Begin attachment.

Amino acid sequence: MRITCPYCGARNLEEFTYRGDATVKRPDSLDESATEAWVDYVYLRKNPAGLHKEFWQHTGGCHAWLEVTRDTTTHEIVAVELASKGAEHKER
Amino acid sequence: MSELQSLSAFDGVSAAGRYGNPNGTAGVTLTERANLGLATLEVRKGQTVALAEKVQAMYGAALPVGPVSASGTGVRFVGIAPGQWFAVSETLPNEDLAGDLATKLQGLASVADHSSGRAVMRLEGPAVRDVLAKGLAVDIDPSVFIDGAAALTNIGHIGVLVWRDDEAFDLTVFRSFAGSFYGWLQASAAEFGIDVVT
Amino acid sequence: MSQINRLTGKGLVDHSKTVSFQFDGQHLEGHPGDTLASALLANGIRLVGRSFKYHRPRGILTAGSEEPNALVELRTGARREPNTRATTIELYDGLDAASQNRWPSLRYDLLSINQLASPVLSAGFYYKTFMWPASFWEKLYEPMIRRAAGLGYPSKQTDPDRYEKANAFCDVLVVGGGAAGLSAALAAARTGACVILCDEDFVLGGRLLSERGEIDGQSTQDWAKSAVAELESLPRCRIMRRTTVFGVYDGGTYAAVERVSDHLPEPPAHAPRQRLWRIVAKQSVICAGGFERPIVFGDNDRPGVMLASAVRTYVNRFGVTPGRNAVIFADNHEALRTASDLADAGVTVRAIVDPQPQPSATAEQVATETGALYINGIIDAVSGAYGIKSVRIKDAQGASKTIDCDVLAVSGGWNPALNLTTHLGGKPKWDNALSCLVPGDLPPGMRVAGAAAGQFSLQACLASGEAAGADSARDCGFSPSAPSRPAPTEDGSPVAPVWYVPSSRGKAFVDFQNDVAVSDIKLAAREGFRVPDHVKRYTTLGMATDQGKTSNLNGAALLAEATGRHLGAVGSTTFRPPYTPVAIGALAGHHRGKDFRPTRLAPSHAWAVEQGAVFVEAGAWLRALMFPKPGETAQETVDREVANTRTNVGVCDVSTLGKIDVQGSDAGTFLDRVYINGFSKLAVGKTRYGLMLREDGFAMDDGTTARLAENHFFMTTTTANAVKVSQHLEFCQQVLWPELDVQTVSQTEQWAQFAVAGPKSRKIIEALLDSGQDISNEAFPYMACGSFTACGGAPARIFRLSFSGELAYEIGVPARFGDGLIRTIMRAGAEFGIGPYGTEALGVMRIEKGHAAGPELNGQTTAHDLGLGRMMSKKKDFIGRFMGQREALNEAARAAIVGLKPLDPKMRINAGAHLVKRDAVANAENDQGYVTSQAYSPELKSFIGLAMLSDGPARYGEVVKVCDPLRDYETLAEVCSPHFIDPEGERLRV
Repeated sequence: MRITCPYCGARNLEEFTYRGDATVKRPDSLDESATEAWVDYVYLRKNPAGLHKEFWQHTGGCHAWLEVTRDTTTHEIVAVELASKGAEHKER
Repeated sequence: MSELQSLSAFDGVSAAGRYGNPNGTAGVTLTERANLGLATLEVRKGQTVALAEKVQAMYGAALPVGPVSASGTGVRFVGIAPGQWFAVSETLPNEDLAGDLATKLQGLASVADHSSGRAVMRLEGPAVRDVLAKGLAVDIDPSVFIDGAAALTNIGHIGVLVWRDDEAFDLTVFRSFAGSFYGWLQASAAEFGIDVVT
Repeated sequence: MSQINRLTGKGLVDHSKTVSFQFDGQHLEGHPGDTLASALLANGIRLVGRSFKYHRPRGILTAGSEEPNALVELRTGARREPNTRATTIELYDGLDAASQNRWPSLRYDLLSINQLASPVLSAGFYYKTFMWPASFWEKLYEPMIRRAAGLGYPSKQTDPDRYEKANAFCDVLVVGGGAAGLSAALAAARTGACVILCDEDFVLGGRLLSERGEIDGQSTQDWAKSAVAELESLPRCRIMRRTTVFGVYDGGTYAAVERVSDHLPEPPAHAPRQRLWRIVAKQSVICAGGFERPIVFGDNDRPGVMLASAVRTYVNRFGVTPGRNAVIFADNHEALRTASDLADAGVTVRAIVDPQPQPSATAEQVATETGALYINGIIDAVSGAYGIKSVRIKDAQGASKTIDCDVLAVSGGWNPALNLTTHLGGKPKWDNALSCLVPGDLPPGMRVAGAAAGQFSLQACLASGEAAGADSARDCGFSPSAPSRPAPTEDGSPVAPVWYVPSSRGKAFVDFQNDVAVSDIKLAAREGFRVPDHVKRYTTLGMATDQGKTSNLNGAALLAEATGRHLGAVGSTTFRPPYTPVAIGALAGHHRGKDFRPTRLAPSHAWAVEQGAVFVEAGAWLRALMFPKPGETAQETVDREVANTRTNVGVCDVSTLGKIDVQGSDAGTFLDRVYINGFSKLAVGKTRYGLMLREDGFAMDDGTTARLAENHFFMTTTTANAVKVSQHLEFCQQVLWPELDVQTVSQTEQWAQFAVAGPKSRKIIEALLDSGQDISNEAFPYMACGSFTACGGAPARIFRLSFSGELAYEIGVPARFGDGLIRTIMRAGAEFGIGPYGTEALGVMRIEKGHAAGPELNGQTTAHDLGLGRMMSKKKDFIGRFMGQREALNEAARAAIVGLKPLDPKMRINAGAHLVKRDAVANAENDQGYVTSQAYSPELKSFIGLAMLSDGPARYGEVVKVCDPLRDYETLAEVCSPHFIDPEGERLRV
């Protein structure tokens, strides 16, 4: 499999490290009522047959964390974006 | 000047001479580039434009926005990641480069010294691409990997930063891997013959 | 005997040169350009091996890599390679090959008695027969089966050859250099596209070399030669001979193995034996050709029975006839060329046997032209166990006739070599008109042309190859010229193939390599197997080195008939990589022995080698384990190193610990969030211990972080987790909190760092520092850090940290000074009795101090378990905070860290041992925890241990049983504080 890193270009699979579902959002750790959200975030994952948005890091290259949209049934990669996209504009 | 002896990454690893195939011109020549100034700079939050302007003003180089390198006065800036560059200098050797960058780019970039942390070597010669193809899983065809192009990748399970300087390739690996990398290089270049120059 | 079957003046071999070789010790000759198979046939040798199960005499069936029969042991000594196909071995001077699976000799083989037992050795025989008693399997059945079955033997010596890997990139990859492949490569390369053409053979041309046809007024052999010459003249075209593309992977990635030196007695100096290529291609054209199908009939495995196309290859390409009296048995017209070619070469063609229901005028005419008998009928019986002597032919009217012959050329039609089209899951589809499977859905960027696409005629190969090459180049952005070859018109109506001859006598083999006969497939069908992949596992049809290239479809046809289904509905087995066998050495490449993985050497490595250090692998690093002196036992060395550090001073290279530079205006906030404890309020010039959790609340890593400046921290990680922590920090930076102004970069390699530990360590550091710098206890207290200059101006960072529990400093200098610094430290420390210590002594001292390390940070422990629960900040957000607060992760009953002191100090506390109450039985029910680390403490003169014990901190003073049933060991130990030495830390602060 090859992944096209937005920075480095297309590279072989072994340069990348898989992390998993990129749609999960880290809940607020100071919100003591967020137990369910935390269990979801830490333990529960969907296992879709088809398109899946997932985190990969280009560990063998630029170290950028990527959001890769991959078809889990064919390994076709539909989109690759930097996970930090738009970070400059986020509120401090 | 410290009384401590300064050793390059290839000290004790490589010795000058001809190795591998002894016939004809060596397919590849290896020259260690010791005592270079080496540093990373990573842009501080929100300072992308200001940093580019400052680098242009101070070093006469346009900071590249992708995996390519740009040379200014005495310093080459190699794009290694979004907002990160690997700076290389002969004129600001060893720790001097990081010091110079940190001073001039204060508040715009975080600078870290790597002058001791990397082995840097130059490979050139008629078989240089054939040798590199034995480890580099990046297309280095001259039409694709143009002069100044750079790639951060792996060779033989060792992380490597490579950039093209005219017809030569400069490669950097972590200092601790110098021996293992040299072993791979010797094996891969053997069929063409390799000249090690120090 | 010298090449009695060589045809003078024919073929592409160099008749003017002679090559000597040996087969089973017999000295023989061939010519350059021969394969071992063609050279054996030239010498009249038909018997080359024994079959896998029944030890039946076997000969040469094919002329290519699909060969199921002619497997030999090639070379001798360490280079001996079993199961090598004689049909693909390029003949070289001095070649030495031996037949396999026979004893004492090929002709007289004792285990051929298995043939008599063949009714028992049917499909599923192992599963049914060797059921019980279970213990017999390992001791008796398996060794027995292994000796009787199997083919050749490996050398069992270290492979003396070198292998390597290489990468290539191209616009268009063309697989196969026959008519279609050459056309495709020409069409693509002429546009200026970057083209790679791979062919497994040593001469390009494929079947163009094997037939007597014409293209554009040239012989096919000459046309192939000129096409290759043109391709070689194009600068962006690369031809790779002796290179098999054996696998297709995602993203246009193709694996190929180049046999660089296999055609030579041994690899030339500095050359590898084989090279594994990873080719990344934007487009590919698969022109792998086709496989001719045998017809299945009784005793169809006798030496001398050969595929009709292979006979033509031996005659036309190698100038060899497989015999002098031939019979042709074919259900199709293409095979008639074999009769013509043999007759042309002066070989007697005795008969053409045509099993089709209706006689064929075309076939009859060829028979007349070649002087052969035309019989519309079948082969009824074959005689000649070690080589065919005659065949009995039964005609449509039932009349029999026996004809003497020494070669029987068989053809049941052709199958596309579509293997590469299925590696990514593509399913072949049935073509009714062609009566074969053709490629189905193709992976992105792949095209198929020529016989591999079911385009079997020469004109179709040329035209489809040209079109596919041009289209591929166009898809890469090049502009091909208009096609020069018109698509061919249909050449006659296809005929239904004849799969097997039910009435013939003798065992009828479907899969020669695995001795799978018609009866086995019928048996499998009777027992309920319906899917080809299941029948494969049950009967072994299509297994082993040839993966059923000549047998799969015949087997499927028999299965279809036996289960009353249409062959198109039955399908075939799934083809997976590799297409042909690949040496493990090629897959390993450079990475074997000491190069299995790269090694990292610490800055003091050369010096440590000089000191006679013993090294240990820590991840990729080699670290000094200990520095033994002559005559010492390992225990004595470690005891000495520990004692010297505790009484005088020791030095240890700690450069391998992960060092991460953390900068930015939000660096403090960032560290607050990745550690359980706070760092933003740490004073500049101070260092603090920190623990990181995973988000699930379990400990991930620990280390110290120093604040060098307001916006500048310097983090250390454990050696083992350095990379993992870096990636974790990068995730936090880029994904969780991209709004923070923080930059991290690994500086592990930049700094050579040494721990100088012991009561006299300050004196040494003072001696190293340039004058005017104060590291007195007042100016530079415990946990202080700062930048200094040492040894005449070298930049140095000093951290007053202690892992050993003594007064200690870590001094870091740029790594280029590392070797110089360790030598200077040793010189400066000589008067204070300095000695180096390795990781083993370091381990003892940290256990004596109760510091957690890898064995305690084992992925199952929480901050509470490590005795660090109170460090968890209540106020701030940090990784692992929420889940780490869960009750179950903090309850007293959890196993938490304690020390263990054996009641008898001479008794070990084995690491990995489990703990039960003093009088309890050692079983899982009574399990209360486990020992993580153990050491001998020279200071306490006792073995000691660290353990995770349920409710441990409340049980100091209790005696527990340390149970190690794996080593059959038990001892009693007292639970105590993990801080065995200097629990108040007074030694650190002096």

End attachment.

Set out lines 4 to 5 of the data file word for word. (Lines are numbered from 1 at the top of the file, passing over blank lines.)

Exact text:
Repeated sequence: MRITCPYCGARNLEEFTYRGDATVKRPDSLDESATEAWVDYVYLRKNPAGLHKEFWQHTGGCHAWLEVTRDTTTHEIVAVELASKGAEHKER
Repeated sequence: MSELQSLSAFDGVSAAGRYGNPNGTAGVTLTERANLGLATLEVRKGQTVALAEKVQAMYGAALPVGPVSASGTGVRFVGIAPGQWFAVSETLPNEDLAGDLATKLQGLASVADHSSGRAVMRLEGPAVRDVLAKGLAVDIDPSVFIDGAAALTNIGHIGVLVWRDDEAFDLTVFRSFAGSFYGWLQASAAEFGIDVVT